Prime Minister of the Taliban government defends politics in Afghanistan in his first speech

Prime Minister of the Taliban government defends politics in Afghanistan in his first speech

Mullah Muhammad Hassan Akhund, who unilaterally installed the Prime Minister of Afghanistan, called on Afghans to show gratitude to the Taliban leadership. The Taliban chief minister, who is not recognized by the international community, said in a press conference on Saturday evening that the new policy is not the cause of economic downturn, famine and unemployment in the country. He says the blame lies with the previous government. This was reported by international news agencies. It was the prime minister’s first speech since the Taliban took power in Afghanistan three months ago.

The Taliban will now do everything in their power to fix the economic crisis and the corruption of the previous government. The prime minister said that halting international aid to the government since the acquisition and blocking billions of dollars in Afghan bank deposits abroad are hampering this. So Akhund wants to release about $9 billion in frozen overseas banking assets.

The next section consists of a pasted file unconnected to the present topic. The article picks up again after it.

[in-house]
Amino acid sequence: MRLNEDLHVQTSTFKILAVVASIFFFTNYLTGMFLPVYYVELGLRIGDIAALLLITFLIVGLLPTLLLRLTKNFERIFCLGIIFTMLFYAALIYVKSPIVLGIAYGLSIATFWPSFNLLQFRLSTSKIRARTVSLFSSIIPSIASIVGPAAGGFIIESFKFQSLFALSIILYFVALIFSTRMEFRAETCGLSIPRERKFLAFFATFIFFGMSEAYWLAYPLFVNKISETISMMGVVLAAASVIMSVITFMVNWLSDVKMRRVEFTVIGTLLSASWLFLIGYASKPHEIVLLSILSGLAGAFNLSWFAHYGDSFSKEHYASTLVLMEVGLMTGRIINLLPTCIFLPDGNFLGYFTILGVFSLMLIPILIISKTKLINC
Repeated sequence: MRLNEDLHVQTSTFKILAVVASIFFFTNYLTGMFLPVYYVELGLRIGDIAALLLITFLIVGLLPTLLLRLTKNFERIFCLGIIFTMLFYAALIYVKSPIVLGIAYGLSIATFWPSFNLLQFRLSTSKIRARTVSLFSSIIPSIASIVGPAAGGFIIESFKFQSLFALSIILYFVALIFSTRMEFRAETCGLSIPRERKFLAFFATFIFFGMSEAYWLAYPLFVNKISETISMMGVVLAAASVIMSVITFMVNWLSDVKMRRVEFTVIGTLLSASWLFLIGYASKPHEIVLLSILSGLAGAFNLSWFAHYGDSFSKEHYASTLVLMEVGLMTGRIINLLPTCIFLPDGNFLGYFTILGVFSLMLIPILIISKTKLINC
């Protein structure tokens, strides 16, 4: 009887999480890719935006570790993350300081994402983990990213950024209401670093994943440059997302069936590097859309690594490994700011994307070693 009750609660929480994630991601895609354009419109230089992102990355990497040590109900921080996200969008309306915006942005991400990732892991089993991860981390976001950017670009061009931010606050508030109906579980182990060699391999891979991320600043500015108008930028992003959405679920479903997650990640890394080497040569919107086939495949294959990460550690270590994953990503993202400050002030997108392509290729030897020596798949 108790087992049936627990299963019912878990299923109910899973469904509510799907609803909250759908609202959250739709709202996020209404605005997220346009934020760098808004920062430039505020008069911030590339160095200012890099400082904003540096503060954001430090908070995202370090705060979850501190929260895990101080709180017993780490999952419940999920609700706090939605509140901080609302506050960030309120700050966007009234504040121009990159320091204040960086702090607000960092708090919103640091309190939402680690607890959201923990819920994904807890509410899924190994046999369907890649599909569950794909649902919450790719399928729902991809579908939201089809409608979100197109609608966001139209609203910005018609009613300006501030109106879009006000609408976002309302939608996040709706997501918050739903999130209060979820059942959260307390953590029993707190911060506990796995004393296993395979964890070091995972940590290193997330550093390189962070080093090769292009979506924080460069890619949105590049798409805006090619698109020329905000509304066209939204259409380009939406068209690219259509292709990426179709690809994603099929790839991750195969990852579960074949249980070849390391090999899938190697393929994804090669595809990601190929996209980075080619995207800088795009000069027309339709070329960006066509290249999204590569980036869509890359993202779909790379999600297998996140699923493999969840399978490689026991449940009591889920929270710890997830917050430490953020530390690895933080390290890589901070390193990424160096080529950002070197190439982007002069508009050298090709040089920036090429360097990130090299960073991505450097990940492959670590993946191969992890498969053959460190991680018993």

Read also: At the moment, aid to Afghanistan has stopped – and this is affecting Afghan citizens

A week after the acquisition at the end of August, the World Bank announced that it would freeze assets from an international fund where the former government of Afghanistan could apply to pay for health care, for example. The World Bank did so because of “serious concerns” about “the country’s development prospects, especially for women.” Other donors have also frozen assets. The United Nations warned in October of a humanitarian crisis in Afghanistan. For example, according to the United Nations, more and more people in the country are at risk of starvation.

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On Saturday, Mullah Akhund responded to accusations of violating women’s rights that the Taliban had “saved women’s dignity”. The Taliban did not completely exclude women from the public sphere as they did during the previous rule in the late 1990s. However, female government employees are no longer welcome in their jobs and girls are no longer allowed to go to secondary school.

Read also: This is what the Afghan journey looks like

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